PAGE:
Oklahoma ATV Youth Safety Class Created to Stop Accidents

Russ Quinn
By  Russ Quinn , DTN Staff Reporter
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After reading about youths injured in a number of all-terrain vehicle (ATV) accidents, one Oklahoma State University Extension educator felt something needed to be done. (Progressive Agriculture Foundation photo)

OMAHA (DTN) -- One of the more useful vehicles on a farm or ranch is an all-terrain vehicle (ATV) or a utility-terrain vehicle (UTV). Often, these machines can go places other larger equipment, such as pickups or tractors, just can't go.

Plus, they are pretty fun to operate.

While extremely useful and fun, these vehicles are often dangerous to operate. Their lightweight design makes them more susceptible to tipping over, and this can lead to injury or even death for both the driver and passengers.

Hundreds of people are killed every year in ATV/UTV accidents. And this is especially true for young people operating ATVs/UTVs.

According to the U.S. Consumer Product Safety Commission (CPSC), there are about 650 deaths and 100,000 injuries every year involving ATVs. This is data from 2014 to 2016. (See….)

In 2016, there were more than 101,200 injuries from accidents with ATVs. Nearly 26% of these injuries were to children under the age of 16, according to CPSC.

Knowing this is a problem, Jim Rhodes decided to do something about this. The Oklahoma State University Extension ATV youth safety educator organized the first ATV Youth Riders Course for 10- to 18-year-olds in 2020, according to an Oklahoma State University Extension news release. (See….)

Since then, he has organized 50 classes and reached about 300 Oklahoma youths who operate ATVs.

"As I read the newspaper and saw the number of accidents from ATVs that were happening, I knew something needed to be done to help the kids," Rhodes said.

The course includes an online element that takes about two hours to complete. The online part teaches kids about personal protection equipment (PPE) and that they should only ride on dirt, gravel or grass and never drive on paved roads.

PPE is a critical part of safe ATV riding, according to Rhodes. Wearing gloves, long sleeves, boots that go over the ankle, long pants, goggles and a helmet are important to safe riding.

Once the online portion of the course is completed, kids can attend the riding portion of the course. This part can be done in Guthrie, Oklahoma, at the Oklahoma Farm Bureau/Oklahoma 4-H ATV Training Facility, or the facilitators can even host the hands-on training close to participating youths' locations.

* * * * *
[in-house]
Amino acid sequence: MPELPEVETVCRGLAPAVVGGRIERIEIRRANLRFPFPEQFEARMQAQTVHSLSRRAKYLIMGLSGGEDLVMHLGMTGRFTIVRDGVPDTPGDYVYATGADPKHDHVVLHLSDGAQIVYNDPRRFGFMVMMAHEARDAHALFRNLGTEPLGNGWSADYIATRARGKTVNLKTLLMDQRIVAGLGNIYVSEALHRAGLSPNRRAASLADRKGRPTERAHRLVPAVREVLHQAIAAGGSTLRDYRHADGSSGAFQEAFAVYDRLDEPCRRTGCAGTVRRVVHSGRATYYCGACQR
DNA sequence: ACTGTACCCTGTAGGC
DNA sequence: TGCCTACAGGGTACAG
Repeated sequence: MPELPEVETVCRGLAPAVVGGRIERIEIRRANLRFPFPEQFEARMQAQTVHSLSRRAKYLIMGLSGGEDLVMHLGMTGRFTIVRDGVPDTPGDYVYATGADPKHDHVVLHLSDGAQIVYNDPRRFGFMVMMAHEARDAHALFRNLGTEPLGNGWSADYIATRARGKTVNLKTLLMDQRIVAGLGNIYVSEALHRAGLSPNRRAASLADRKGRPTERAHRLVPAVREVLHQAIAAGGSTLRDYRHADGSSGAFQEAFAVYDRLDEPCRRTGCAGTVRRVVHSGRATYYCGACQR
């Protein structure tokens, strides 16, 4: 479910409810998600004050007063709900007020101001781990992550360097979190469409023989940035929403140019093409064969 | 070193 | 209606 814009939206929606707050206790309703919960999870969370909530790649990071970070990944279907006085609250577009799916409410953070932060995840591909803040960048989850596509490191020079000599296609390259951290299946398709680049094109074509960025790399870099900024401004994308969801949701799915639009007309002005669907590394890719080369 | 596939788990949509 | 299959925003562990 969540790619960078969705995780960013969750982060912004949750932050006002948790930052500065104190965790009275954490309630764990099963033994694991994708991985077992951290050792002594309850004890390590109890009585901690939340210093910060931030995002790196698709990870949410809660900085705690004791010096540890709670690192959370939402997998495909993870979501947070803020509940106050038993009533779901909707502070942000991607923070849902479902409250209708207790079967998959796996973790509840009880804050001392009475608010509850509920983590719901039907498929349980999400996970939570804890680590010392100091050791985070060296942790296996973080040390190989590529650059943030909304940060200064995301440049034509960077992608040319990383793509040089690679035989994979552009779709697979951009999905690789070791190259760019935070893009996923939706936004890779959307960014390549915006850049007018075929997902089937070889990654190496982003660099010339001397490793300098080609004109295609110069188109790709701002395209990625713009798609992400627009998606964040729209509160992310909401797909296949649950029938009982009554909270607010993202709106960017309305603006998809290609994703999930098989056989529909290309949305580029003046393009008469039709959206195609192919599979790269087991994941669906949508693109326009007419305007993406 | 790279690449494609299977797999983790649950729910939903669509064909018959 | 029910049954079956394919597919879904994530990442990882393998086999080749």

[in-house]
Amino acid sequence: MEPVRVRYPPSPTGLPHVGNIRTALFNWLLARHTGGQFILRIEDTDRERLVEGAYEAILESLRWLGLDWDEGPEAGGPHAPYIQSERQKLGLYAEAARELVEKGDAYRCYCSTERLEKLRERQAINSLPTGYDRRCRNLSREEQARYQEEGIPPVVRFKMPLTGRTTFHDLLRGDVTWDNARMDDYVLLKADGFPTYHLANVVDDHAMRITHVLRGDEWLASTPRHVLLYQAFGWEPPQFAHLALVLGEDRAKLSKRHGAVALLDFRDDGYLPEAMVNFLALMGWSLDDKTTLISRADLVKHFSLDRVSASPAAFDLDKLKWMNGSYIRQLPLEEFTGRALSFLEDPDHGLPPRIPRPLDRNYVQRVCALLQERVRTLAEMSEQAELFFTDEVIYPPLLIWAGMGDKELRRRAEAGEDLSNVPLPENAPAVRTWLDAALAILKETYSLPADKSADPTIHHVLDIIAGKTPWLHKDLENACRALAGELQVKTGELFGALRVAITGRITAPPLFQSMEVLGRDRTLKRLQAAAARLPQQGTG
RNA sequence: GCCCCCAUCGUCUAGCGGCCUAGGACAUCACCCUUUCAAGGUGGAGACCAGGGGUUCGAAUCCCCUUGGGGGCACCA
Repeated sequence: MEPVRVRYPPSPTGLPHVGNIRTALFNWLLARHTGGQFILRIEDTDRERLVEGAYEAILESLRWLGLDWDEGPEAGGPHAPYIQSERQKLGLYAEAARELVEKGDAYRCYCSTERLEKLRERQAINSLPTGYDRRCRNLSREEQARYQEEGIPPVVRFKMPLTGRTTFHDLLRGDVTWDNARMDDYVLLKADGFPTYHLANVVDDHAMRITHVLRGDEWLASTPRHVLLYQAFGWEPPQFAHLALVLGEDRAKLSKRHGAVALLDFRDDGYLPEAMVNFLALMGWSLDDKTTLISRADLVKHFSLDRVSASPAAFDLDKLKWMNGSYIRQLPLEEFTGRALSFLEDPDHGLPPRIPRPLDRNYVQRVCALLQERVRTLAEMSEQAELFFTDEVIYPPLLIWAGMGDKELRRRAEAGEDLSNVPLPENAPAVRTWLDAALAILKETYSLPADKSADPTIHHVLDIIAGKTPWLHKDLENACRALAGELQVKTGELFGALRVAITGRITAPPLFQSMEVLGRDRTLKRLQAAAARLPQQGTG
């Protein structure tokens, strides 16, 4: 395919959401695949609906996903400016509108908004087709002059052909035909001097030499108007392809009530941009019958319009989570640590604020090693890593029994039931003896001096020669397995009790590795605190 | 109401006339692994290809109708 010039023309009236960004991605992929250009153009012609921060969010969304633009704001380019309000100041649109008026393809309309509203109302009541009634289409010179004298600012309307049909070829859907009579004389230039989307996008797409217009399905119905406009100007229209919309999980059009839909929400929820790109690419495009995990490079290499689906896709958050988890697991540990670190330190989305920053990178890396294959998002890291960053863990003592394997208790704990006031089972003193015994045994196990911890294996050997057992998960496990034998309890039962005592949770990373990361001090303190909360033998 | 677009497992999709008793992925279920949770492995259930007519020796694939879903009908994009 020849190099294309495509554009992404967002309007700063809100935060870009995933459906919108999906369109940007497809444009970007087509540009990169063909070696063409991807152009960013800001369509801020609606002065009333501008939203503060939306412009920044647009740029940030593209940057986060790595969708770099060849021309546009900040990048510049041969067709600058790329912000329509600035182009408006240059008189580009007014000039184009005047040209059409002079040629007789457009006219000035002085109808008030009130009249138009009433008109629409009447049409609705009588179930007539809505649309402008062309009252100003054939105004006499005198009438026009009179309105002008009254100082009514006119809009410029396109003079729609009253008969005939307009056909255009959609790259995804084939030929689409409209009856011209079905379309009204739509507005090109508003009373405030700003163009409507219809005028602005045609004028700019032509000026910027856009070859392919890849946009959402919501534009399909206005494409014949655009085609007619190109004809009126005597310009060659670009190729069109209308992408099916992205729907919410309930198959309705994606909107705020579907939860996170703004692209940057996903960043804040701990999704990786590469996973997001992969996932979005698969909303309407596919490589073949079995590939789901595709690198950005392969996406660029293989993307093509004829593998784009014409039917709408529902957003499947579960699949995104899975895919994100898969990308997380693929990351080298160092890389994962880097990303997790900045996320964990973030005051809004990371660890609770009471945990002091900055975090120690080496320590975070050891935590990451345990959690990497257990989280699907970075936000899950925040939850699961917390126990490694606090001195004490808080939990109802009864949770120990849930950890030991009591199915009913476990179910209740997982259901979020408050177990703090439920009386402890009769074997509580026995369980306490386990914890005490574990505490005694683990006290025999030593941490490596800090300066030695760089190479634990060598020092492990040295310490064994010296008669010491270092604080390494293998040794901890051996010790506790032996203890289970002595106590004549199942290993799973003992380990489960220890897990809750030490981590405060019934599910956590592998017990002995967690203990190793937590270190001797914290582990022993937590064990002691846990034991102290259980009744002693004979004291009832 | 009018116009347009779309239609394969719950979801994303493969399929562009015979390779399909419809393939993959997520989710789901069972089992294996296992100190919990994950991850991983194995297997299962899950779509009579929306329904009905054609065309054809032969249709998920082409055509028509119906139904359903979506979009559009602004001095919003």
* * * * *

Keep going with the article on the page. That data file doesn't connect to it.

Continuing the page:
During the riding portion of the course, participants are taught to make regular and sharp turns and how to negotiate difficult obstacles. They also learn how to shift weight during turns and the proper techniques while riding over hills.

"As kids ride our course, you can see their confidence level increase," he said. "We have kids who show up and have never ridden an ATV, and then we have kids who own an ATV and ride all the time."

Rhodes secured a grant from the Southwest Ag Center, worth more than $20,000, to purchase full-face helmets for participants if they complete the course. Each helmet is valued at $120, and Rhodes hopes having a helmet will encourage youth to wear it while operating an ATV.

Courses are offered year-round but are dependent on the weather. If students live within two hours of Guthrie, Rhodes recommends coming to the Oklahoma Farm Bureau/Oklahoma 4-H ATV training facility to participate in the course and receive their free helmet.

In addition, facilitators can schedule a date to go to the students' areas to complete the hands-on riding course. Six OSU Extension educators and three Farm Bureau employees are ATV Safety Institute certified to teach the course.

Rhodes can book up to two groups of eight students in one day. One group would take the course in the morning while another group takes the course in the afternoon.

"If they can ride safely at home using what they learn here, I know I've made at least a small impact," Rhodes said. "That's my goal."

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